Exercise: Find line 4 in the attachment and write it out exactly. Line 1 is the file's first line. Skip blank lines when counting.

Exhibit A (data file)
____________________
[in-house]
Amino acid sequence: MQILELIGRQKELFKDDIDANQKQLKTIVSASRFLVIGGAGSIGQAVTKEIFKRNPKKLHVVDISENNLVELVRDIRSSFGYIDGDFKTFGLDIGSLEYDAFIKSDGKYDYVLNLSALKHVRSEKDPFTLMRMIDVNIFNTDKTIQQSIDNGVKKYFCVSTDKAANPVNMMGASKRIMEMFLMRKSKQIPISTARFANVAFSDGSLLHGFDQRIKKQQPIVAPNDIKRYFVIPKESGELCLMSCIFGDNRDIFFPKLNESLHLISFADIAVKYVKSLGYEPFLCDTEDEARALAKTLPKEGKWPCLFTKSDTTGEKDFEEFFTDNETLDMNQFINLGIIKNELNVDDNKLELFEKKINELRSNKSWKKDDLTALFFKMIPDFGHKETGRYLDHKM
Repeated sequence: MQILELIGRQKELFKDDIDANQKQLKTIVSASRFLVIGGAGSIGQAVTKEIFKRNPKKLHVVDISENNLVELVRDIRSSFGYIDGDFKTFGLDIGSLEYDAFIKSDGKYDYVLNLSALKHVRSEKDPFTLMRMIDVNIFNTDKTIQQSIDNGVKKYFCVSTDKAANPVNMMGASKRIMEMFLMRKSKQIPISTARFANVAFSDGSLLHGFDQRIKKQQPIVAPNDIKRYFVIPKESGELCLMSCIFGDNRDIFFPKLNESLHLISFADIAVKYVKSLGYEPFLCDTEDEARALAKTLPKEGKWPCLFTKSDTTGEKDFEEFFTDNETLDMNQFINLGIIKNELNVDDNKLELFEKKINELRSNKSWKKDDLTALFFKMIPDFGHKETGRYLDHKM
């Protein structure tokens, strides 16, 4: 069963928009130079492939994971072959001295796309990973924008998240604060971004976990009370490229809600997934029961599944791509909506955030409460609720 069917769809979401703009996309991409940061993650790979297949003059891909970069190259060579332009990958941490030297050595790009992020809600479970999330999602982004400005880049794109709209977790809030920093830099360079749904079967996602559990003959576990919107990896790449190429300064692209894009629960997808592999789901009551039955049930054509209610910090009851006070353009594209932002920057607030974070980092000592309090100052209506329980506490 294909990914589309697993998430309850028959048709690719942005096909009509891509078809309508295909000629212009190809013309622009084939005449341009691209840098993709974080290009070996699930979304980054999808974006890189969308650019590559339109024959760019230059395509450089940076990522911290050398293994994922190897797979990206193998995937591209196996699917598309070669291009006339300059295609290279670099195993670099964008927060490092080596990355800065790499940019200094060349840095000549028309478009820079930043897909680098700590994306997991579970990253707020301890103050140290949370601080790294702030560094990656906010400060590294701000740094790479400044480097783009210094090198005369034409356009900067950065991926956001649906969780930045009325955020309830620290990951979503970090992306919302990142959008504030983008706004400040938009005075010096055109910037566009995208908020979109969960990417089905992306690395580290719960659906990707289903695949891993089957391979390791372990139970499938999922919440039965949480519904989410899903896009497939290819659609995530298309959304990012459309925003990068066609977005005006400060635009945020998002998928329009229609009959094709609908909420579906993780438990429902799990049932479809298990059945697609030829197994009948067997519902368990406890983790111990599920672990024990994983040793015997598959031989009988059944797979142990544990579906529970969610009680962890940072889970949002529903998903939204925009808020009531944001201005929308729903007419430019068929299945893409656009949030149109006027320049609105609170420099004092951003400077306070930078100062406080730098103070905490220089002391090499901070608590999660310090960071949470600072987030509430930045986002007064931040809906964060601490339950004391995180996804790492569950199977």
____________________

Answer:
């Protein structure tokens, strides 16, 4: 069963928009130079492939994971072959001295796309990973924008998240604060971004976990009370490229809600997934029961599944791509909506955030409460609720 069917769809979401703009996309991409940061993650790979297949003059891909970069190259060579332009990958941490030297050595790009992020809600479970999330999602982004400005880049794109709209977790809030920093830099360079749904079967996602559990003959576990919107990896790449190429300064692209894009629960997808592999789901009551039955049930054509209610910090009851006070353009594209932002920057607030974070980092000592309090100052209506329980506490 294909990914589309697993998430309850028959048709690719942005096909009509891509078809309508295909000629212009190809013309622009084939005449341009691209840098993709974080290009070996699930979304980054999808974006890189969308650019590559339109024959760019230059395509450089940076990522911290050398293994994922190897797979990206193998995937591209196996699917598309070669291009006339300059295609290279670099195993670099964008927060490092080596990355800065790499940019200094060349840095000549028309478009820079930043897909680098700590994306997991579970990253707020301890103050140290949370601080790294702030560094990656906010400060590294701000740094790479400044480097783009210094090198005369034409356009900067950065991926956001649906969780930045009325955020309830620290990951979503970090992306919302990142959008504030983008706004400040938009005075010096055109910037566009995208908020979109969960990417089905992306690395580290719960659906990707289903695949891993089957391979390791372990139970499938999922919440039965949480519904989410899903896009497939290819659609995530298309959304990012459309925003990068066609977005005006400060635009945020998002998928329009229609009959094709609908909420579906993780438990429902799990049932479809298990059945697609030829197994009948067997519902368990406890983790111990599920672990024990994983040793015997598959031989009988059944797979142990544990579906529970969610009680962890940072889970949002529903998903939204925009808020009531944001201005929308729903007419430019068929299945893409656009949030149109006027320049609105609170420099004092951003400077306070930078100062406080730098103070905490220089002391090499901070608590999660310090960071949470600072987030509430930045986002007064931040809906964060601490339950004391995180996804790492569950199977």